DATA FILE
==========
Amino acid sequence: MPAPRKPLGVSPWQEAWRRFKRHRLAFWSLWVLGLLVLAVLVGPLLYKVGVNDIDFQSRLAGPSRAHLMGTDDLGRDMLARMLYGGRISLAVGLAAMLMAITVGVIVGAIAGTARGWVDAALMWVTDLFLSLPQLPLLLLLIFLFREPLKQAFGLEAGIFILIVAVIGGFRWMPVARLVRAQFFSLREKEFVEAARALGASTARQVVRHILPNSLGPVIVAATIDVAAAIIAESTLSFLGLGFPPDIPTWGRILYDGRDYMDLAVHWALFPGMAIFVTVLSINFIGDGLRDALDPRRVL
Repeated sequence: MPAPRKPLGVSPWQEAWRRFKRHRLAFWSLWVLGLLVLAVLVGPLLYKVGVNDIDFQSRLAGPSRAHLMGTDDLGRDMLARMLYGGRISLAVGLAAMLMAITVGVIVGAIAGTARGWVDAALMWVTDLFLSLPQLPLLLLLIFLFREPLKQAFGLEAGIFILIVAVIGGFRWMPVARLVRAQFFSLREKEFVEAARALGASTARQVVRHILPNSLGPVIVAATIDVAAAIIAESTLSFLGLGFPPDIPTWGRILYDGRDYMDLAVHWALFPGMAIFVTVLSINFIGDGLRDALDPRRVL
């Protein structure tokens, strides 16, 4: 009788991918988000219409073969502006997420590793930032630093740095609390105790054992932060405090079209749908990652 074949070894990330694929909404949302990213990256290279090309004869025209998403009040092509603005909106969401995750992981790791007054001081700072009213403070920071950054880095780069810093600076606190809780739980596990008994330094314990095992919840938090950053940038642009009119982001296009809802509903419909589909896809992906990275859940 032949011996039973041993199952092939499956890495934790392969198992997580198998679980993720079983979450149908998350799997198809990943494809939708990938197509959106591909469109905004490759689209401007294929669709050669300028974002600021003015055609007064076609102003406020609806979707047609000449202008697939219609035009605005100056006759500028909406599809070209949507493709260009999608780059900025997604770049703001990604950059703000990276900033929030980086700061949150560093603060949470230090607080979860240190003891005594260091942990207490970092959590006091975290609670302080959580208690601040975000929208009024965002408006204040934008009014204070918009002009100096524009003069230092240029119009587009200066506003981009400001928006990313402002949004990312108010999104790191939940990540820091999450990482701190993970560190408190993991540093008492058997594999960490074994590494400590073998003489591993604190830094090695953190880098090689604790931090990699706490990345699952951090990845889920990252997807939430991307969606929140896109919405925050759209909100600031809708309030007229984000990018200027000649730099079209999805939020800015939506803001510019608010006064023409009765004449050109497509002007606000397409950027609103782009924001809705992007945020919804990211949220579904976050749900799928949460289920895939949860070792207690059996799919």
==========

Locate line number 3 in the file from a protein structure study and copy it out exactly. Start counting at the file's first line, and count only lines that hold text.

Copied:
């Protein structure tokens, strides 16, 4: 009788991918988000219409073969502006997420590793930032630093740095609390105790054992932060405090079209749908990652 074949070894990330694929909404949302990213990256290279090309004869025209998403009040092509603005909106969401995750992981790791007054001081700072009213403070920071950054880095780069810093600076606190809780739980596990008994330094314990095992919840938090950053940038642009009119982001296009809802509903419909589909896809992906990275859940 032949011996039973041993199952092939499956890495934790392969198992997580198998679980993720079983979450149908998350799997198809990943494809939708990938197509959106591909469109905004490759689209401007294929669709050669300028974002600021003015055609007064076609102003406020609806979707047609000449202008697939219609035009605005100056006759500028909406599809070209949507493709260009999608780059900025997604770049703001990604950059703000990276900033929030980086700061949150560093603060949470230090607080979860240190003891005594260091942990207490970092959590006091975290609670302080959580208690601040975000929208009024965002408006204040934008009014204070918009002009100096524009003069230092240029119009587009200066506003981009400001928006990313402002949004990312108010999104790191939940990540820091999450990482701190993970560190408190993991540093008492058997594999960490074994590494400590073998003489591993604190830094090695953190880098090689604790931090990699706490990345699952951090990845889920990252997807939430991307969606929140896109919405925050759209909100600031809708309030007229984000990018200027000649730099079209999805939020800015939506803001510019608010006064023409009765004449050109497509002007606000397409950027609103782009924001809705992007945020919804990211949220579904976050749900799928949460289920895939949860070792207690059996799919």